Disney’s Campy Aida : of Fashionistas and Pharaohs

Aida , the new Disney musical (“suggested by the opera”) with music by the Liberace of Rock, Elton John, and lyrics by Tim Rice, the Man Who Was Never Young, is, alas, a waste of good camp. Good camp is the one we always enjoy, provided it is bad in the right way.

For example, the opening scene in the musical is based on the Egyptian Room of the Metropolitan Museum of Art, where a stuffed Amneris in a glass case (Sherie René Scott in grave mood) comes to life to sing solemnly about a “love that flourishes in a time of hate, of lovers no tyranny could separate.” So far, so good camp.

True, the idea for the museum scene that opens the show–and closes it with the re-incarnated lovers Aida and Radames looking weirded out in the museum crowd–has been lifted from the 1943 musical fantasy One Touch of Venus in which museum-quality gods also come to life. But Venus (with music by Kurt Weill, lyrics by Ogden Nash, book by S.J. Perelman and Mr. Nash, choreographed by Agnes de Mille and directed by Elia Kazan–what a team!) would be considered first-rate camp today, so Aida is definitely in the right, classy spirit.

In scene two, however, things begin to drift quickly toward overearnestness on a pretty slave ship where the enchained Aida (Heather Headley, who’s divine) is being transported to Egypt by dashing Radames (Adam Pascal, who isn’t divine). Mr. Pascal, a wooden performer costumed throughout in Versace Egyptian Military Wear, is believed to be half alive. In the name of downbeat cool, he does not care to extend himself. When he shows off his bare chest to the balcony, the girls squeal and he is content. With his raspy neo-rock voice left over from Rent , all his songs sound the same. All his songs are the same. Radames’ opening number is entitled “Fortune Favors the Brave,” and that should tell us something right there. It tells us Radames is too young to be so wise.

Nothing is an accident

We are free to have it all,

We are what we want to be

It’s in ourselves to rise and fall

Meanwhile, back at the palace, Radames’ wicked dad, Zoser (played by John Hickok who’s doing the best he can under the circumstances), is hatching a devious plot to poison the Pharaoh. “Only a few drops,” goes the memorable instruction. “We don’t want him dying just yet!”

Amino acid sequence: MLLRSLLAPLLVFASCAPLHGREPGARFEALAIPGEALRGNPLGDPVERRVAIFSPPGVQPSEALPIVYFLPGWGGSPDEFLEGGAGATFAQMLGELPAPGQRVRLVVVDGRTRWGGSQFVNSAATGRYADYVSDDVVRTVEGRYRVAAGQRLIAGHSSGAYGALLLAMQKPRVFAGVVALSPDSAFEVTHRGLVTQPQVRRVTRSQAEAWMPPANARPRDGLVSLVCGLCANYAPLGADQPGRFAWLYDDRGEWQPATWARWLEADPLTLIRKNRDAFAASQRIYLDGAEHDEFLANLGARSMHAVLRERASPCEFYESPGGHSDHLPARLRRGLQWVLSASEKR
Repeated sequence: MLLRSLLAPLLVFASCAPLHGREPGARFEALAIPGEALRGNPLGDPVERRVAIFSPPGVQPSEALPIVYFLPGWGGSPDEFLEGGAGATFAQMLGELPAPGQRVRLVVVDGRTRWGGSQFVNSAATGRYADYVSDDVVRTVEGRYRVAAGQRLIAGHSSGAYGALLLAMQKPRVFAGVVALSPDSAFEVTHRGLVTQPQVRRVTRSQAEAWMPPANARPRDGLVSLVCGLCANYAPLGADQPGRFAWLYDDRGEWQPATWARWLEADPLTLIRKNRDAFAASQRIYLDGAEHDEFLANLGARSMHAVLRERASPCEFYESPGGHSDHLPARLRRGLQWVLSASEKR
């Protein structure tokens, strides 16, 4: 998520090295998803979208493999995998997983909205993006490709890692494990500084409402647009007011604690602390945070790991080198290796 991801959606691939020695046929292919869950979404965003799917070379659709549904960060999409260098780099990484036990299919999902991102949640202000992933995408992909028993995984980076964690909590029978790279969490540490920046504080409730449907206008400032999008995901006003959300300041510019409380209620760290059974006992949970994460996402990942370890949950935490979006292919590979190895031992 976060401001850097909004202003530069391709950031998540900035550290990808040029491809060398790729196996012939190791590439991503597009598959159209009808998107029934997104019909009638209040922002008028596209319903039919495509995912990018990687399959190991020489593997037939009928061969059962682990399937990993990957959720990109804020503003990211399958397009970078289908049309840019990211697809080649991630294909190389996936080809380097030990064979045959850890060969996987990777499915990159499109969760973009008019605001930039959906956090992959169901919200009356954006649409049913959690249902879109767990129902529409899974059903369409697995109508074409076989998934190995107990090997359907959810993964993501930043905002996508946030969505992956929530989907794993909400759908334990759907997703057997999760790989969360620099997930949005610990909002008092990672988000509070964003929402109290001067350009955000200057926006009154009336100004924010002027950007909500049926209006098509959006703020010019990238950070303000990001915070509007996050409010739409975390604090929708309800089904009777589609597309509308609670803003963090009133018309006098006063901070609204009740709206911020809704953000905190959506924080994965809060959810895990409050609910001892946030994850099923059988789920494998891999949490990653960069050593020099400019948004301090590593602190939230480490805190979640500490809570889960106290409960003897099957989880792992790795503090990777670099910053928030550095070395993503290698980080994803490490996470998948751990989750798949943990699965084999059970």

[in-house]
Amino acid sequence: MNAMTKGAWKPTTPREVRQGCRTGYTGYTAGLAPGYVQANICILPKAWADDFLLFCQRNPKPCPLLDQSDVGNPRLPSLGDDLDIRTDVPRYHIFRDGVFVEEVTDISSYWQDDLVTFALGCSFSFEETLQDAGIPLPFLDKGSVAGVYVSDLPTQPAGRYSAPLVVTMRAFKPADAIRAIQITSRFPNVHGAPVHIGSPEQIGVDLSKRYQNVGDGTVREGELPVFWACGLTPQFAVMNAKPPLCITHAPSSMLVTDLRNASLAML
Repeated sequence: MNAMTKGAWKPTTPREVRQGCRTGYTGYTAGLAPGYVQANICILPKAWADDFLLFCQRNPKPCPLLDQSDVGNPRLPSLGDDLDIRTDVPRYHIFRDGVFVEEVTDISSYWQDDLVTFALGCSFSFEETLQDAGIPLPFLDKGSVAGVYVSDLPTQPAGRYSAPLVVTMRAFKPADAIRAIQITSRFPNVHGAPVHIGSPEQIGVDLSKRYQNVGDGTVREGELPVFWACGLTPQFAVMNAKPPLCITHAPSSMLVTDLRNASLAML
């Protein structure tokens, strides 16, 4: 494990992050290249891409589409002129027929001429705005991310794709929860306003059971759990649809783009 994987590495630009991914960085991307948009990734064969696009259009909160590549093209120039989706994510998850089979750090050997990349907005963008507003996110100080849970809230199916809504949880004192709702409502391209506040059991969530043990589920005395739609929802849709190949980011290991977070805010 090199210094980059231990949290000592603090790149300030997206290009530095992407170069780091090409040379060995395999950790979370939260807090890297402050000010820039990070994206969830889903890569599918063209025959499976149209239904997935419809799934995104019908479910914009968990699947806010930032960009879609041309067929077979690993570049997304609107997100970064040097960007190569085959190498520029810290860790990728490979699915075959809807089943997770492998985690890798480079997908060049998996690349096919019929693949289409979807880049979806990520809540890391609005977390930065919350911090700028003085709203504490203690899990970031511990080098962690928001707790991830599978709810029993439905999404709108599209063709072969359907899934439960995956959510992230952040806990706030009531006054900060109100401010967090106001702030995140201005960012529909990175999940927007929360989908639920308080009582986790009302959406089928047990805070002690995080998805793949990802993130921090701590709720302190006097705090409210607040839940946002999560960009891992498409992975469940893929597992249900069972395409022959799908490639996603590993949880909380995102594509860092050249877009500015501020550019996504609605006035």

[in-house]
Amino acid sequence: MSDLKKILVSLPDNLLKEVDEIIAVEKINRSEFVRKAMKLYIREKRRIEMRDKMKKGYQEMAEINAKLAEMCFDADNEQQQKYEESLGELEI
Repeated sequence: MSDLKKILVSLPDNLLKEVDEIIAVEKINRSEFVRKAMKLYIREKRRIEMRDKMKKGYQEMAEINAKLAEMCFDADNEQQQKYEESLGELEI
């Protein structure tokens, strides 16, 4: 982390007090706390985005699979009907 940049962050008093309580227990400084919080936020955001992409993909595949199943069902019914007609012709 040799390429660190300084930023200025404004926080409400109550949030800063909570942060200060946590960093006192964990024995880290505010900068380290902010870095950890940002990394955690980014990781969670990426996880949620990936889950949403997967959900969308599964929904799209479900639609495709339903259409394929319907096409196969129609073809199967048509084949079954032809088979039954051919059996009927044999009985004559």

Radames has fallen for proud Aida, the enslaved Nubian princess. (And all things, including Verdi, can therefore be morphed into a Disney cartoon, half-living or animated.) But their illicit love later inspires another great line in the lexicon of camp. As Aida scrubs Radames’ back, he coos: “You are much better with a sword than you are with a sponge.”

But Radames is betrothed to Pharaoh’s daughter, Amneris, whom we first met in the Metropolitan Museum of Art. And here the entire creative team behind the show pulls out all the stops. This is the moment. This is the moment when we see Amneris lounging beside a Hollywood swimming pool. Be honest: This musical version of Aida could go any place at any time, but could any of us have predicted Hollywood? No, siree. We could not. They could!

The most distinguished set designer, Bob Crowley, does not paddle in the obvious. He has skipped the pyramids to give us instead a vertical Hockneyesque swimming pool, which I thought much superior to the pool in Sunset Boulevard even though you can see the wires attached to the swimmers during their charming water ballet. Some people might miss the atmosphere of Egypt. But Mr. Crowley doesn’t. He shrewdly believes that we can always go to Egypt if we want. We can take a Love Boat down the Nile, stopping off at Sharm el Sheikh. Besides, before Disney fired a lot of very important people during an earlier incarnation of the show, there was a mechanized pyramid, but it got out of control. It ate the actors.